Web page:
Lab Test

Creatine Kinase (CK)

Creatine Phosphokinase, CPK

Test Codes

Antrim #17267, EPIC: LAB5034, CK

Department

Chemistry

Specimen Collection Criteria

FOR EC AND INPATIENT SAMPLE COLLECTION ONLY:

Preferred Sample:  One Light Green (Mint) Top or Dark Green with Yellow Ring Plasma Separator Tube (PST). Minimum Whole Blood: 4.0 mL 

Acceptable Sample:  One Gold Top SST (Minimum Whole Blood: 4.0 mL) 

FOR PHYSICIAN OFFICE/OUTREACH SAMPLE COLLECTION:

COLLECT:  One Gold Top SST (Minimum Whole Blood:  4.0 mL) 

Contact Laboratory for acceptability of other tube types.
See Minimum Pediatric Specimen Requirements for Microtainer® collection.

Physician Office/Draw Specimen Preparation

Let SST specimens clot 30-60 minutes then immediately centrifuge to separate serum from cells. Refrigerate (2-8°C or 36-46°F) the centrifuged SST tube within two hours of collection. (Minimum: 0.5 mL)

Preparation for Courier Transport

Transport: Centrifuged SST tube, refrigerated (2-8°C or 36-46°F). (Minimum: 0.5 mL)

Rejection Criteria

Moderate to grossly hemolyzed specimens.

Red-top tubes with serum not separated from cells within two hours of collection.

In-Lab Processing

Let SST specimens clot 30-60 minutes. Centrifuge SST tubes and Microtainers® to separate serum from cells. Deliver immediately to the appropriate testing station.

Storage

Specimen Stability for Testing:

Centrifuged SST Tubes and Microtainers® with Separator Gel
Room Temperature (20-26°C or 68-78.8°F): 2-4 hours
Refrigerated (2-8°C or 36-46°F): 7 days
Frozen (-20°C/-4°F or below): Unacceptable

Red-top Tubes and Microtainers® without Separator Gel
Room Temperature (20-26°C or 68-78.8°F): 2-4 hours
Refrigerated (2-8°C or 36-46°F): Unacceptable
Frozen (-20°C/-4°F or below): Unacceptable

Serum Specimens (Pour-Overs)
Room Temperature (20-26°C or 68-78.8°F): 2-4 hours
Refrigerated (2-8°C or 36-46°F): 7 days
Frozen (-20°C/-4°F or below): 7 days

Specimen Storage in Department Prior to Disposal:

Refrigerated (2-8°C or 36-46°F): 7 days

Laboratory

Canton Chemistry Laboratory
Dearborn Chemistry Laboratory
Farmington Hills Chemistry Laboratory 
Grosse Pointe Chemistry Laboratory 
Livonia Main Laboratory
Lenox Main Laboratory
Royal Oak Automated Chemistry Laboratory 
Troy Chemistry Laboratory
Taylor Chemistry Laboratory
Trenton Chemistry Laboratory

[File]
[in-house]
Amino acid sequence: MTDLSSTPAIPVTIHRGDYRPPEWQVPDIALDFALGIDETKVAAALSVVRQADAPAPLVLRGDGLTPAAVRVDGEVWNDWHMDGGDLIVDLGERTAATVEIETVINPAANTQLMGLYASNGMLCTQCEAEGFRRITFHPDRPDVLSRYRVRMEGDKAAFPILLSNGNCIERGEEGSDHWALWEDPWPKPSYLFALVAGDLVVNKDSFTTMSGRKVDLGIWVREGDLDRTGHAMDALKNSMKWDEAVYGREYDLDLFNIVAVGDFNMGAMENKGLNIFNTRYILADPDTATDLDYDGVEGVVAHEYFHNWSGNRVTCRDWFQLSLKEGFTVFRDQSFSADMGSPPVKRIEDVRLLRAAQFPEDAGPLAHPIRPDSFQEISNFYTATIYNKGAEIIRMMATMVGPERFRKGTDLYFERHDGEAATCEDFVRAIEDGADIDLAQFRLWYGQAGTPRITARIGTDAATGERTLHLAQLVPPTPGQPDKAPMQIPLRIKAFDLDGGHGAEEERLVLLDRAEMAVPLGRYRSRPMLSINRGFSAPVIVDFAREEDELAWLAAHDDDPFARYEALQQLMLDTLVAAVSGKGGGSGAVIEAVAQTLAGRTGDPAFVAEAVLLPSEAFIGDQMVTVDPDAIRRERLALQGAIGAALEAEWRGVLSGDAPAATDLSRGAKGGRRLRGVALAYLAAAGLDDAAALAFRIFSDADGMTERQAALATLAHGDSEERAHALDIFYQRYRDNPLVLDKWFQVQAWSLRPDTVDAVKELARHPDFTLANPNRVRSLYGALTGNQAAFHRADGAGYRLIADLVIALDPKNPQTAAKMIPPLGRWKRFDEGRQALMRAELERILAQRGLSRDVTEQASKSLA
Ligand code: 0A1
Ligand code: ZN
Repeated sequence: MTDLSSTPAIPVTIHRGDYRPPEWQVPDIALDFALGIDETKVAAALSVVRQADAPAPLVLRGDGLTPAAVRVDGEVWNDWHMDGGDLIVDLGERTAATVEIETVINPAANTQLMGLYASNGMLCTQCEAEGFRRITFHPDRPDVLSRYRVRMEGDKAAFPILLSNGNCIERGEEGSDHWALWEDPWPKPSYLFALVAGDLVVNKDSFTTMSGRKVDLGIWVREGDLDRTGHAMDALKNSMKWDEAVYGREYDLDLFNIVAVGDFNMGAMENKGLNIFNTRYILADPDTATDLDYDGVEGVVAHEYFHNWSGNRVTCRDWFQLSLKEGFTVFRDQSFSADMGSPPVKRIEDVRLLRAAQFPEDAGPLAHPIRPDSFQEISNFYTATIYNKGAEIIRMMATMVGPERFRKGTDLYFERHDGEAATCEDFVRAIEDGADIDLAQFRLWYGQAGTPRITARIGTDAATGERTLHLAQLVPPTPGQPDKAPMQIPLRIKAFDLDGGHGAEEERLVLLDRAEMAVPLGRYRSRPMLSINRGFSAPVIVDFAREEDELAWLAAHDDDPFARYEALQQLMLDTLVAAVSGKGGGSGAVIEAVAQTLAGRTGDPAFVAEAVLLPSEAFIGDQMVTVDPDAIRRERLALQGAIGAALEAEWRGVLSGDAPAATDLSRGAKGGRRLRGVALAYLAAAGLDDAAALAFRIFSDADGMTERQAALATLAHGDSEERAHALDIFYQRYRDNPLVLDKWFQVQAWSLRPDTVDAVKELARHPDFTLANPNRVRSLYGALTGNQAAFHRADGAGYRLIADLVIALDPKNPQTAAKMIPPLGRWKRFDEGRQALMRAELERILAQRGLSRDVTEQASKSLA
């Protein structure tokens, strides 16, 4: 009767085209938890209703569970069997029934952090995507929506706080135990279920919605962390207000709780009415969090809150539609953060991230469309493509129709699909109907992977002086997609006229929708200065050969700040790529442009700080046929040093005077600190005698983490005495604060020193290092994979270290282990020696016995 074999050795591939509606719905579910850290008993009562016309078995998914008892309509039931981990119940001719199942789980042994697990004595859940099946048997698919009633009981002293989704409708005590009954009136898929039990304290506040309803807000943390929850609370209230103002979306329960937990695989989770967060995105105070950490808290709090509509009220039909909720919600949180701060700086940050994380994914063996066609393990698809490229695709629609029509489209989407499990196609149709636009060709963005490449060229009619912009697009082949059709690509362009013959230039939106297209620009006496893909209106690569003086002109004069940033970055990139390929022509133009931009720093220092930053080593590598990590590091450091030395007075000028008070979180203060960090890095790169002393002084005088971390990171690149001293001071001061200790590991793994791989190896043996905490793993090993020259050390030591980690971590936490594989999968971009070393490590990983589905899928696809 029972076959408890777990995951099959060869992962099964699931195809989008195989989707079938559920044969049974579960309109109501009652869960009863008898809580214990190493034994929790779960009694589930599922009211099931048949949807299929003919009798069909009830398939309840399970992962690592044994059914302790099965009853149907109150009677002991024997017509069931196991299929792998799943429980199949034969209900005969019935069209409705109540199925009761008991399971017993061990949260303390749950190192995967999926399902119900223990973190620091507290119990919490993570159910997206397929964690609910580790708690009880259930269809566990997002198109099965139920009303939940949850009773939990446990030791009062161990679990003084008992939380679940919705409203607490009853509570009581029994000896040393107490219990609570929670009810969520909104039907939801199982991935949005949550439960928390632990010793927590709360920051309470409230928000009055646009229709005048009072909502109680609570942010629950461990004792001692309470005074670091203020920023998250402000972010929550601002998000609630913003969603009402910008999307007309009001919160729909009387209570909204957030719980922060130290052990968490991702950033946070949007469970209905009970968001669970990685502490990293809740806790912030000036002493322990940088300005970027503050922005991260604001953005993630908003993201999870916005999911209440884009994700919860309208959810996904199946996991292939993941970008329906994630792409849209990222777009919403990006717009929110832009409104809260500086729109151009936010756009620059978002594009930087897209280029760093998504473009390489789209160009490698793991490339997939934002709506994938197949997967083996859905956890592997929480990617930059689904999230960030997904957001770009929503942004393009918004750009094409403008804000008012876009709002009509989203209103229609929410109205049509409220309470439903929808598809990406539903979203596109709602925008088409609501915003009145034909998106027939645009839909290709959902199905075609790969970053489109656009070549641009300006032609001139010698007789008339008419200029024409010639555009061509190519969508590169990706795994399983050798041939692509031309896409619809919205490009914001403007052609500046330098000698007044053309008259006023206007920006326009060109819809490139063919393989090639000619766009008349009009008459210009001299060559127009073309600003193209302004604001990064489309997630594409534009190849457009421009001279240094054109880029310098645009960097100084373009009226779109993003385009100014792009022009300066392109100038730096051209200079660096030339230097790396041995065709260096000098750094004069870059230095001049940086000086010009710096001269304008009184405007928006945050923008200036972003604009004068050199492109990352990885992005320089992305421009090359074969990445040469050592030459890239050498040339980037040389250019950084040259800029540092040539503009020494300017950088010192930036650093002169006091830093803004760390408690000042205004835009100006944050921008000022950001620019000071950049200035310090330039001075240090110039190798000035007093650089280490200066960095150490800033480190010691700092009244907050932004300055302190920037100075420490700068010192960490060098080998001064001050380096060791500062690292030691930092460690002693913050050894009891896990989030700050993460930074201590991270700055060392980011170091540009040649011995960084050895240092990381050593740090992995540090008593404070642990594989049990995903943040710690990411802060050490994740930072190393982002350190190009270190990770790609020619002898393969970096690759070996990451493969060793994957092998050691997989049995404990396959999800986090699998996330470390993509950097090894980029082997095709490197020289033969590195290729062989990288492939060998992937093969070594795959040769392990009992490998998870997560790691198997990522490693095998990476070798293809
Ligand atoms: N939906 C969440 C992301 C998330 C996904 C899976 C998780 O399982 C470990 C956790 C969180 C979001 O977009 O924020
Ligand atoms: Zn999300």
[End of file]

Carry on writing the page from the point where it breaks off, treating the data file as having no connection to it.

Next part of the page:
Wayne Chemistry Laboratory 

Performed

Sunday – Saturday, 24 hours a day.
STAT results available within 1 hour of receipt in the Laboratory.
Routine results available within 4 hours.

Reference Range

Female: 30-150 U/L.
Male:
40-230 U/L.

Test Methodology

Enzymatic, Spectrophotometry.

Interpretation

  • Individuals of African-American descent (both males and females) often have higher levels of CK than Caucasians. This may cause a slightly elevated CK result when compared to the reference range indicated above.
  • Total CK may be elevated in a number of diseases involving the myocardium, skeletal muscle, intestine, brain and prostate. The greatest increases in CK are seen in conditions of skeletal muscle damage such as trauma (including seizures), inflammatory muscle disease (e.g. polymyositis), muscular dystrophies, extremely strenuous exercise and malignant hyperthermia. Increases may also be seen after intramuscular injection and in hypothyroidism. Any damage to the myocardium, in particular myocardial infarction, will usually produce an elevation in total CK. If the ischemic damage is only minimal, the total CK may remain within the normal range, however there should be a rise and fall in total CK. Troponin I testing would be useful in such cases.
  • CK is also present in the intestine, uterus, prostate, brain and placenta. Damage (usually involving tissue necrosis, e.g. small intestinal infarction) to these organs may result in an increase in total CK. Carcinoma of the prostate and childbirth (either vaginal or caesarian) may also be associated with CK increases. Occasionally one of the CK isoenzymes (usually CK-BB) may become bound to an immunoglobulin. This complex (macro CK-I) may result in an increase in total CK. The presence of macro CK-I, macro CK-II (mitochondrial CK) or CK-BB can only be determined by CK isoenzymes by electrophoresis.

Clinical Utility

The quantitative determination of CK (creatine kinase) and its isoenzymes aid in the diagnosis and management of myocardial, skeletal, and muscle diseases.

CPT Codes

82550
LOINC: 2157-6

Contacts

Last Updated

5/18/2022

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